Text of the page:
By Sam Kim
MOUNT KUMGANG, North Korea, Oct. 30 (Joint Press Corps) -- Goh Bae-il, a 62-year-old man from South Korea, could not let go of the withered hands of his 81-year-old father from North Korea when they met for the first time in 60 years on Saturday in Red Cross-arranged reunions.
The two were separated in 1950 when the three-year Korean War broke out. The junior Goh was barely three years old and has since grown up in South Korea and the United States. The senior, a frail man who would not say how he ended up in North Korea, labored to extend his arm to his son as a teardrop rolled into the deep wrinkle under his eye.
The reunion, one of the 97 stories of separation and longing that unfolded at this scenic mountain resort in North Korea, underscored the pain and suffering that the six decades of national division has inflicted on Korean families.
The war technically continues to this day as it ended in a truce, blocking the citizens of the two Koreas from meeting or contacting each other freely.
The Gohs were one of only four cases on Saturday where a parent met his or her child.
"This must be a dream," Ji Ja-ok, 79, said as she met with her 75-year-old brother, Ji Pal-yong, who was forcefully inducted into in the North Korean army during the war.
"We just assumed you were dead!" she said as she kept feeding her brother cookies and sweets that had been prepared on their table by the organizers of the reunion event.
Since South and North Korea held their first summit in 2000, a total of 18 reunions have been organized for separated family members on both sides. including the one that began Saturday.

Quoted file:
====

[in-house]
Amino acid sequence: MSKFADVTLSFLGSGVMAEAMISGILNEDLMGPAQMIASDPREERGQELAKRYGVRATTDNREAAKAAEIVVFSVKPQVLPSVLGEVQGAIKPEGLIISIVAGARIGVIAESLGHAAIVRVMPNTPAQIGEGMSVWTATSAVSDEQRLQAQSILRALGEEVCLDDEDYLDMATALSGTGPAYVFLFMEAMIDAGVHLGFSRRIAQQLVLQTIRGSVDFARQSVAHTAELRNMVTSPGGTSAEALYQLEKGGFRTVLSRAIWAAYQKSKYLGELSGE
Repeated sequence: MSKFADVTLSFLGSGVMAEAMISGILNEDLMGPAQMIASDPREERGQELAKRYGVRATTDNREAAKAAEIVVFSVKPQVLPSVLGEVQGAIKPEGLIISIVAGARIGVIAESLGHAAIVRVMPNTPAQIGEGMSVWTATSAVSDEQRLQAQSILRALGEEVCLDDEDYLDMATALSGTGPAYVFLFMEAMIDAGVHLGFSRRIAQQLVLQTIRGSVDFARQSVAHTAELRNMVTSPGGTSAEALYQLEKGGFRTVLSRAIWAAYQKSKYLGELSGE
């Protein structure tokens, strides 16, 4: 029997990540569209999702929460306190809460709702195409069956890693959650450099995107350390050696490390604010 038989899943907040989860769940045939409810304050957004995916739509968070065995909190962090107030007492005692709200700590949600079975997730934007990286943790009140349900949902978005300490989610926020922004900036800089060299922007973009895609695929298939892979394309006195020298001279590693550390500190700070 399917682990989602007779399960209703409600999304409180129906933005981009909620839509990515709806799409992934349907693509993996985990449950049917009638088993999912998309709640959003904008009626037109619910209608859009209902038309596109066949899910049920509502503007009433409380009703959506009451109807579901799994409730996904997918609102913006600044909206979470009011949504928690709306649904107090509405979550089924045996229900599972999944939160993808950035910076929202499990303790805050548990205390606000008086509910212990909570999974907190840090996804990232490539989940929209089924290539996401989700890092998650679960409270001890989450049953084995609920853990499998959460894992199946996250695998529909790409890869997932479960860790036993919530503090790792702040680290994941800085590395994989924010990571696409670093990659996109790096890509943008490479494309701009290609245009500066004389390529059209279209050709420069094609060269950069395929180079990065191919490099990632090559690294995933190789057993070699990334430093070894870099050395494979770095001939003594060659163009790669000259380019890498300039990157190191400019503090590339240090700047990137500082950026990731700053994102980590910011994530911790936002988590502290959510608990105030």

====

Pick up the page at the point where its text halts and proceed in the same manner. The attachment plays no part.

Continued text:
Crying with her face buried in the laps of her 75-year-old brother, Kim Ok-ja recalled the years of longing and suffering their parents had to undergo before they passed away.
"They lived in sadness for not being able to see you again, brother," she said. Kim Hyong-gun, patting his younger sister's shoulders, tried to console her, saying that at least they were now reunited.
Kim Rye-jeong, 96, the oldest South Korean to travel to North Korea this week, was reunited with her 71-year-old daughter, and told her of the many nights she spent seeing the young image of her in her dreams.
"Now you're here, now you're here," the mother told the daughter as tears welled in their eyes.
More than 80,000 South Koreans are waiting for a chance to be reunited with their family members left in the North. The official figure does not take into account those who may have given up on their search or the 40,000 applicants who have passed away.
Many families here brought presents that included bananas, watches, U.S. dollar bills, medicine, vitamins and clothes that would keep their loved ones warm in the North.
The families will part again on Monday after a series of reunion meetings. There is no hope that they will meet again anytime soon.
The latest reunions came amid a new wave of tensions after border soldiers of the two countries exchanged fire a day earlier. No casualties were reported in the incident. In March, a South Korean warship sank after being attacked by a torpedo blamed on the North.
Analysts say the North proposed the latest reunions in an apparent effort to ease tension and foster an atmosphere favorable for its hereditary power succession plan.
The Korean War broke out when North Korean forces stormed into South Korea in June 1950 and advanced as far as to the perimeter of the southeastern port city of Busan.
Upon intervention by U.S.-led U.N. forces, the North rolled back, forcing many South Koreans to join its retreating army. Hundreds of then-South Korean soldiers are believed to be still living in North Korea.
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